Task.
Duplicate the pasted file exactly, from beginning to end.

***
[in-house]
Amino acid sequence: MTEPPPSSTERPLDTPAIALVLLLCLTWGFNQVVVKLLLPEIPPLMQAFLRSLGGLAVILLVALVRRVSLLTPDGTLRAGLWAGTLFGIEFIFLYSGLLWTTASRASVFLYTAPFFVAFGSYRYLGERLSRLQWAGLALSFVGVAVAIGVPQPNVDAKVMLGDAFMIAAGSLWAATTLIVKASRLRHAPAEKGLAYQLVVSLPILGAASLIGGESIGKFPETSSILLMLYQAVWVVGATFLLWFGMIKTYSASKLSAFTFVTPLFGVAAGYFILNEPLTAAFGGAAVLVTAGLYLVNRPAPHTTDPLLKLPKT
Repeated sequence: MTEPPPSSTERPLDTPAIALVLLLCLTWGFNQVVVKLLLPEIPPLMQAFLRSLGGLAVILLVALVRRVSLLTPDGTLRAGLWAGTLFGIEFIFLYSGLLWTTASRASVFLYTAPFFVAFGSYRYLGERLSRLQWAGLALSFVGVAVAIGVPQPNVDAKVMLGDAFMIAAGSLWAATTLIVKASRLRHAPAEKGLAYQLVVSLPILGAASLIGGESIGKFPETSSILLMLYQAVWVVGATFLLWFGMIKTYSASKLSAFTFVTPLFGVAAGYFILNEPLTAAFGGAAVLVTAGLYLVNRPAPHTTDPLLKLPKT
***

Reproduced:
[in-house]
Amino acid sequence: MTEPPPSSTERPLDTPAIALVLLLCLTWGFNQVVVKLLLPEIPPLMQAFLRSLGGLAVILLVALVRRVSLLTPDGTLRAGLWAGTLFGIEFIFLYSGLLWTTASRASVFLYTAPFFVAFGSYRYLGERLSRLQWAGLALSFVGVAVAIGVPQPNVDAKVMLGDAFMIAAGSLWAATTLIVKASRLRHAPAEKGLAYQLVVSLPILGAASLIGGESIGKFPETSSILLMLYQAVWVVGATFLLWFGMIKTYSASKLSAFTFVTPLFGVAAGYFILNEPLTAAFGGAAVLVTAGLYLVNRPAPHTTDPLLKLPKT
Repeated sequence: MTEPPPSSTERPLDTPAIALVLLLCLTWGFNQVVVKLLLPEIPPLMQAFLRSLGGLAVILLVALVRRVSLLTPDGTLRAGLWAGTLFGIEFIFLYSGLLWTTASRASVFLYTAPFFVAFGSYRYLGERLSRLQWAGLALSFVGVAVAIGVPQPNVDAKVMLGDAFMIAAGSLWAATTLIVKASRLRHAPAEKGLAYQLVVSLPILGAASLIGGESIGKFPETSSILLMLYQAVWVVGATFLLWFGMIKTYSASKLSAFTFVTPLFGVAAGYFILNEPLTAAFGGAAVLVTAGLYLVNRPAPHTTDPLLKLPKT